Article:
During the 1914-1915 winter season, 375 Beacon was the home of Felton Broomall Elkins and his wife, Burton (Oliver) Kronowith Elkins.  The Elkinses lived in Burlingame and Santa Barbara, California, where they were prominent in society.  He was a budding author and playwright, and they had come to Boston so that he could attend a class for aspiring playwrights at Harvard.  They were close friends of Eugene O’Neill, also a student in the class, whom they entertained at 375 Beacon.

A September 26, 1914, article in The Wasp (a California society magazine) commented on the Elkinses impending trip to Boston: “Everyone is interested in the news that that the Felton Elkins’ are planning to spend the winter in Boston, where Felton will be a pupil of Professor George P Baker at Harvard, who is the dean of American instructors in dramatic art.  We have known for some time that Felton was an author and playwright in embryo, but it is indeed a surprise to learn that he intends to apply himself seriously.”

375 Beacon (ca. 1955), photograph by Bainbridge Bunting, courtesy of the Boston Athenaeum

375 Beacon (ca. 1955), photograph by Bainbridge Bunting, courtesy of the Boston Athenaeum

The Elkinses continued to live at 375 Beacon during the 1915-1916 season, but returned soon thereafter to California, where they were divorced later in 1916.

Louisa Wells was once again living at 375 Beacon by the 1916-1917 winter season, and by the 1917-1918 season she had been joined by her daughter, Louisa (Wells) Gray, wife of Gerald Hull Gray, an attorney in New York City, from whom she was either separated or divorced.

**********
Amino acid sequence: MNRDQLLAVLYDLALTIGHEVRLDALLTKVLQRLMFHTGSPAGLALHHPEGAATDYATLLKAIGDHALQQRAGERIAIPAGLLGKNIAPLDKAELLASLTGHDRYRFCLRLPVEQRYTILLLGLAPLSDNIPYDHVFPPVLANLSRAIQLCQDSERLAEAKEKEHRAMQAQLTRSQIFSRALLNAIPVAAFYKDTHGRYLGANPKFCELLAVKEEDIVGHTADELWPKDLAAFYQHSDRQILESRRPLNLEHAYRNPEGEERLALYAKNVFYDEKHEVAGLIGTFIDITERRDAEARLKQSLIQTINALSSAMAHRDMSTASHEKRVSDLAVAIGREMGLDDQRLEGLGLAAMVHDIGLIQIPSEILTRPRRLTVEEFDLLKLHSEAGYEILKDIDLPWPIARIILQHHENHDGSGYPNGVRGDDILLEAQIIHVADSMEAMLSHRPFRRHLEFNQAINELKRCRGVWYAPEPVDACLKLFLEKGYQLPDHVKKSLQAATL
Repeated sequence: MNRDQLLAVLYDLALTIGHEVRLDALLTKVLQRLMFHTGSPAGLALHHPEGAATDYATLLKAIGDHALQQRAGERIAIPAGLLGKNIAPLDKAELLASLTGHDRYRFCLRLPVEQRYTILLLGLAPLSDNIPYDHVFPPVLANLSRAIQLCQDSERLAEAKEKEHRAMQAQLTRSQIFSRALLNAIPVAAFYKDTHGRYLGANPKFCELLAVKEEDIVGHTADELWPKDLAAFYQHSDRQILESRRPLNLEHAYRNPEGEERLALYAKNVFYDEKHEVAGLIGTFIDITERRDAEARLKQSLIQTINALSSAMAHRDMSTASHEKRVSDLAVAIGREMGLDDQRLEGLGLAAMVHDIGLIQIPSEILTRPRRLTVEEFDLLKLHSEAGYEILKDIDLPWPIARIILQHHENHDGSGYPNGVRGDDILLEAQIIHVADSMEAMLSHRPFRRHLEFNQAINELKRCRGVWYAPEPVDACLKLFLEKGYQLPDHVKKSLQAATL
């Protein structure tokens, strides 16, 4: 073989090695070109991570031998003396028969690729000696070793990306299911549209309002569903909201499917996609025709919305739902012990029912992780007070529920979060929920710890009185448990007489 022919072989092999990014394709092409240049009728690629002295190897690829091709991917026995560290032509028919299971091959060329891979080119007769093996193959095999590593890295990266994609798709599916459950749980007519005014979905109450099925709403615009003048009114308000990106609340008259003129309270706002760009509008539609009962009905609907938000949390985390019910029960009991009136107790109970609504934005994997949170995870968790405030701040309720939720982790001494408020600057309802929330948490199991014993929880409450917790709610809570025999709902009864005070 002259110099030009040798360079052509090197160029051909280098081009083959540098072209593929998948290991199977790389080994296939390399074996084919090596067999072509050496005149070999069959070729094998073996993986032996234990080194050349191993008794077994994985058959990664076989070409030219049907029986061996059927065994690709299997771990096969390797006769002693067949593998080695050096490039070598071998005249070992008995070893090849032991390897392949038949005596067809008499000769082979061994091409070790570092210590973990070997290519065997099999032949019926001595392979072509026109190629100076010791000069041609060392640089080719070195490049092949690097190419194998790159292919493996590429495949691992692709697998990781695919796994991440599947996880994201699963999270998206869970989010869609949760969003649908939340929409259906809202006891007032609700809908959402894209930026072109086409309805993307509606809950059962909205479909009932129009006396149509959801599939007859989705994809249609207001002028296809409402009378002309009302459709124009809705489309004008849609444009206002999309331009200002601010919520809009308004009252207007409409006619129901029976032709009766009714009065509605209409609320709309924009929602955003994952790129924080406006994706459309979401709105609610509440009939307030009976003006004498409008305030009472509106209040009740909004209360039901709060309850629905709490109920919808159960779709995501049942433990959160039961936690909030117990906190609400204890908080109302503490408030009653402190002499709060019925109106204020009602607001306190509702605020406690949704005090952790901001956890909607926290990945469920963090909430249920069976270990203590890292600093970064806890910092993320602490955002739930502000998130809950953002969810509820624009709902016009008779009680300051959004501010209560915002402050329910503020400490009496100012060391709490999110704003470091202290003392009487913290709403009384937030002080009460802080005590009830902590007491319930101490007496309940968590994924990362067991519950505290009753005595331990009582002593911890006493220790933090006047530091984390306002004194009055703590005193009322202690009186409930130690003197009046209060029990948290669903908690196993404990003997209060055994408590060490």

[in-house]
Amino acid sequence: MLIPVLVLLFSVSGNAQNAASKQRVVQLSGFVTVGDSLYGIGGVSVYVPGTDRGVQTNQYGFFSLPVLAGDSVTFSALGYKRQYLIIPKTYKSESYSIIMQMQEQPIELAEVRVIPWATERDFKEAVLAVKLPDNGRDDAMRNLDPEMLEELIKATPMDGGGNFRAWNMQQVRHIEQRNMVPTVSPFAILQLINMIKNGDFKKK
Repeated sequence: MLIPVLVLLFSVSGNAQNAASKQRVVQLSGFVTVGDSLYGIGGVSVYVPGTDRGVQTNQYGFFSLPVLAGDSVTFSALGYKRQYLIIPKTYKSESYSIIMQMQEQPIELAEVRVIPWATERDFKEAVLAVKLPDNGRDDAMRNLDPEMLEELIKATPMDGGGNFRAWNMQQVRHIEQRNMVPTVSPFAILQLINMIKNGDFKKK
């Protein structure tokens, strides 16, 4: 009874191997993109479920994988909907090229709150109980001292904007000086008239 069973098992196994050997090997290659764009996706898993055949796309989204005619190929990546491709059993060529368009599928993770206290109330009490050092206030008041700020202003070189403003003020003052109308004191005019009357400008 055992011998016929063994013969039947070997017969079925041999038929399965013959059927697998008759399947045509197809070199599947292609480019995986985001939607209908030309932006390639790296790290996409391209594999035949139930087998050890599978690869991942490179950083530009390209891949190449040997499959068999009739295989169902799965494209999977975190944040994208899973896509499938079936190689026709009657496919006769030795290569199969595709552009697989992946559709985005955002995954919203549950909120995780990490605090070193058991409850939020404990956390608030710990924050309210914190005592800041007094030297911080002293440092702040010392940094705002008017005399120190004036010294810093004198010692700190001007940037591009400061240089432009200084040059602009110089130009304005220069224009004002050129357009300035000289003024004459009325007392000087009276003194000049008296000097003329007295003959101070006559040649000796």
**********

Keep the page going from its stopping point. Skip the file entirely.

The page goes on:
Louisa Wells died in December of 1920.  Louisa Gray continued to live at 375 Beacon.  She also maintained a summer home at Richfield, Connecticut.  Her son, Edward Richmond Gray, lived with her until the mid-1930s.  Louisa W. Gray, trustee, is shown as the owner on the 1917, 1928, and 1938 Bromley maps.

Louisa Gray continued to live at 375 Beacon until her death in November of 1951.

By 1953, 375 Beacon was the home of attorney Paul Charles Hanna and his wife, Ruth Frances (Gallan) Hanna.  They previously had lived in Framingham.  They continued to live at 375 Beacon in 1957. They subsequently moved back to Framingham, and then, in 1960, to 174 Marlborough.

By 1958, 375 Beacon was the home of steel company executive  J. Harvey McKenney and his wife, Yvonne (Pene du Bois) McKenney.

Yvonne McKenney’s father, Guy Pene du Bois lived with them.  He was a noted artist, author, and art critic.  He died while living at 375 Beacon in July of 1958.

The McKenneys continued to live there until about 1962.

By about 1962, 375 Beacon was the home of John Cornish Nott and his wife, Genevieve Margaret (Cronin) Nott.  They previously had lived at 31 Fairfield.  They were dance instructors with a studio on Newbury Street.  They continued to live at 375 Beacon until about 1971, when they moved to Duxbury.

In July of 1971, 375 Beacon was acquired from the Notts by attorney and financial advisor Maynard Goldman and his wife, Margery Ruth (Loewenberg) Goldman.

The property changed hands.  It remained a single-family dwelling in 2014.